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4.14.1 Menu basics

To create menus, you first create items, and then post the menu to the display. After that, all the processing of user responses is done in an elegant function menu-driver which is the work horse of any menu program.

The general flow of control of a menu program looks like this.

  1. Initialize curses
  2. Create items using new-item. You can specify a name and description for the items.
  3. Create the menu with new-menu by specifying the items with which it is to be attached.
  4. Post the menu with menu-post and refresh the screen.
  5. Process the user requests with a loop and do necessary updates to menu with menu-driver.
  6. Unpost the menu with menu-unpost.
  7. End curses.

Let’s see a program which prints a simple menu and updates the current selection with up, down arrows.

To use menu library functions, you have to use the module (ncurses menu).


(use-modules (srfi srfi-1)
             (ncurses curses)
             (ncurses menu))

(define stdscr (initscr))
(keypad! stdscr #t)

(let* (;; Labels for the menu items
       (names '("Choice 1" "Choice 2" "Choice 3" "Choice 4" "Exit"))
       (descriptions '("Description 1" "Description 2" "Description 3"
                       "Description 4" ""))

       ;; Create menu items for each label
       (my-items (map (lambda (name desc) (new-item name desc))
       ;; Create the menu
       (my-menu (new-menu my-items)))

  ;; Draw the menu
  (move stdscr (- (lines) 2) 0)
  (addstr stdscr "Press 'q' to Quit")
  (post-menu my-menu)
  (refresh stdscr)

  ;; Process the up and down arrow keys.  Break the loop if F1 is
  ;; pressed.  Ignore other keys.
  (let loop ((c (getch stdscr)))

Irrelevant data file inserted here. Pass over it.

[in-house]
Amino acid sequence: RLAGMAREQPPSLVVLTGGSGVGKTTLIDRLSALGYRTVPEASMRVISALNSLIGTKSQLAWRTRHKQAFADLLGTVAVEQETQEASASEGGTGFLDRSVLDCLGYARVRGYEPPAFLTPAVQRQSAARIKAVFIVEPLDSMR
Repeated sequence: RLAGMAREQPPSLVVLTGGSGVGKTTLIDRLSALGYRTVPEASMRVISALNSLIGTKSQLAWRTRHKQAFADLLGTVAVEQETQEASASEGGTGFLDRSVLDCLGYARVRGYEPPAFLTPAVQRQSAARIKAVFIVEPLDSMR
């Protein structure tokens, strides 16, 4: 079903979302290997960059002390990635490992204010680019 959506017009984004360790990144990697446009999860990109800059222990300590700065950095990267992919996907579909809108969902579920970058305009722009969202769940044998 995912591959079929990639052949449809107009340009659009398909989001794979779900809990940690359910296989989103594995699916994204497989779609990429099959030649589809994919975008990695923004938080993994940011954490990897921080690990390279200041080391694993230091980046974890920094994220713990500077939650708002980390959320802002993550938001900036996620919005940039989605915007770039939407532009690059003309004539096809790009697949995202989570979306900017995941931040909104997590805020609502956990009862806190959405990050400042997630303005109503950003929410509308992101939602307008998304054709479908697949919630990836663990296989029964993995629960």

;; Move down the menu when down arrow is pressed and then loop.
     ((eqv? c KEY_DOWN)
        (menu-driver my-menu REQ_DOWN_ITEM)
        (loop (getch stdscr))))

     ;; Move up the menu when the up arrow is pressed and then loop.
     ((eqv? c KEY_UP)
        (menu-driver my-menu REQ_UP_ITEM)
        (loop (getch stdscr))))

     ;; When enter is pressed, return the selection and quit.
     ((or (eqv? c KEY_ENTER)
          (eqv? c #\cr)
          (eqv? c #\nl))
        (unpost-menu my-menu)
        (move stdscr (- (lines) 4) 0)
        (addstr stdscr
                (format #f "You selected item #~a: ~a"
                        (item-index (current-item my-menu))
                        (item-name (current-item my-menu))))
        (refresh stdscr)
        (sleep 2)))

     ;; If 'Q' or 'q'  is pressed, quit.  Otherwise, loop.
     ((not (or (eqv? c #\Q) (eqv? c #\q)))
      (loop (getch stdscr)))))


This program demonstrates the basic concepts involved in creating a menu using menus library. First we create the items using new-item and then attach them to the menu with new-menu function. After posting the menu and refreshing the screen, the main processing loop starts. It reads user input and takes corresponding action. The function menu-driver is the main work horse of the menu system. The second parameter to this function tells what’s to be done with the menu. According to the parameter, menu-driver does the corresponding task. The value can be either a menu navigational request, an ASCII character, or a KEY_MOUSE special key associated with a mouse event.

The menu_driver accepts following navigational requests.


Move left to an item.


Move right to an item.


Move up to an item.


Move down to an item.


Scroll up a line.


Scroll down a line.


Scroll down a page.


Scroll up a page.


Move to the first item.


Move to the last item.


Move to the next item.


Move to the previous item.


Select/deselect an item.


Clear the menu pattern buffer.


Delete the previous character from the pattern buffer.


Move to the next item matching the pattern match.


Move to the previous item matching the pattern match.

Don’t get overwhelmed by the number of options. We will see them slowly one after another. The options of interest in this example are REQ_UP_ITEM and REQ_DOWN_ITEM. These two options when passed to menu_driver, menu driver updates the current item to one item up or down respectively.

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